Port Arthur

Thoughts on Location No 26

Port Arthur, Lower East Coast, Tasmania

Tracing the footsteps of our convict past at the Port Arthur Historic Site, I must say it was a little difficult being there. That one place can be the site of so much sadness, is enough to make you stop and think.  It certainly made me stop and think.

On the outside looking in

Standing in front of the ruins of the penitentiary, where convicts were once housed in tiny cells barely wider than a bed, it was hard to imagine what life was like for them 160 (and more) years ago. Let’s not forget that ‘the colonies’ was an answer to a population problem and it was not uncommon to be ‘banished’ to New South Wales for stealing a loaf of bread.

Most of the convicts who found themselves at Port Arthur were men who had committed crimes after they had arrived in the colonies; some of these crimes were serious, but the greater majority were not, merely stealing or trying to escape. There were vicious criminals among them, but they were the minority.

There was a separate prison at Port Arthur and even a prison for boys across the bay.  At the ripe old age of nine you were considered an adult, answerable for your crimes and potentially, you could be shipped off to the other side of the world.

Solitary Punishment

Solitary punishments cells at the Coal Mines

Anyway, this is not a history lesson.

We spend several hours at the Port Arthur Historic Site and then also went to the Coal Mines Historic Site, where coal was mined to support the settlement at Port Arthur and a 30 minutes drive away on the other side of the Tasman peninsular.

The solitary punishments cells were hard to look at.  Small and dingy, set beneath a hill, with no light and very little air.  It must have been an extremely miserable existence for any convict locked behind one of the doors.

I have loaded photos on the Photography page, and as you will see, amid the sadness, I found a few items of beauty.


We stayed four nights at the Big4 Port Arthur Holiday Park and I cannot say enough nice things about it. From the friendly owners, to the large generous, drive-through sites nestled within a woodland forest, to the on-site fire pits and barbecues and camp kitchen.

Supurb Fairywren

Superb Fairywren

Each evening we were visited by potaroos and wallabies, each day by birds, all of them comfortable being around humans, very friendly and looking for a bit of food.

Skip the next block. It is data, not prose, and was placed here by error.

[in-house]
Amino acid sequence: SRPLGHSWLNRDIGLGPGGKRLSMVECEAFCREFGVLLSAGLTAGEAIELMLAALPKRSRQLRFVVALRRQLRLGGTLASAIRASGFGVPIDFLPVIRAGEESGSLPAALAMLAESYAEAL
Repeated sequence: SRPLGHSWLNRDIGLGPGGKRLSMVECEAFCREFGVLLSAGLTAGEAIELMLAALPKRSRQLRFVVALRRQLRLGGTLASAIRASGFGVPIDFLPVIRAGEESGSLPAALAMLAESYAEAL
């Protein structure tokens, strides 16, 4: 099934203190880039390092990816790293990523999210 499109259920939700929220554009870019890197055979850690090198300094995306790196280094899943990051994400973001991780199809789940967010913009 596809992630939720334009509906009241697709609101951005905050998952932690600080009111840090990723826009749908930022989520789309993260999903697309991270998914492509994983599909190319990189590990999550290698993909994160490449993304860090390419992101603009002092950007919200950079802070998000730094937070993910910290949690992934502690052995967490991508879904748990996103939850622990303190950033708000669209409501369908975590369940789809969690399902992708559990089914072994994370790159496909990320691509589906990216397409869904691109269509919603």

This little Superb Fairywren and his harem of girls would flit in and out, darting all over the place and I’m surprised he stayed still long enough for me to click the camera in his direction.

The park is only a 20 minute walk from the Port Arthur Historic Site, but we drove the car around the corner.

After more than five hours of walking around the site, exploring 40 acres of buildings and centuries of history, we were glad we did bring the car.

We said goodbye to Port Arthur yesterday and are now in Hobart.


 

5 Comments

  1. I avoid places like Port Arthur, the past miseries seem to permeate my whole body but I appreciate they are worth saving even if to remind us how lucky we are to be living in this era.

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    1. I agree Sue,

      Some of the things I’ve seen (forced myself to see) have made me sad. This was another one of them.

      We certainly are so lucky.

      Clare

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  2. (Sorry Clare, which heading on your Photography page do I click on?)
    I’m… not precisely ‘looking forward’ to visiting, but do want to go. Not only because everyone says it’s so worthwhile, but because it’s an interesting part of Australian, particularly Tasmanian, history. Not sure about doing a night tour (which I also hear are great) – could be spooky, and it’s a long drive back to Hobart once it finishes (which is where we’ll be staying). 🙂

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    1. Oops … Sorry Dayna, the link is up now.

      As you said, as sad as it was to see the living conditions (what’s left of them anyway), I’m glad I did, but only because of the sites significance in our history.

      We didn’t do a tour, not even the free one included in the admission. We just guided ourselves around and that was enough for me to handle.

      Clare

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      1. I get teary at the drop of a hat. But we’ll see how it goes. Stephen’s almost as good as a talking guidebook for most places we visit, so maybe we’ll just do our own thing, too. 🙂

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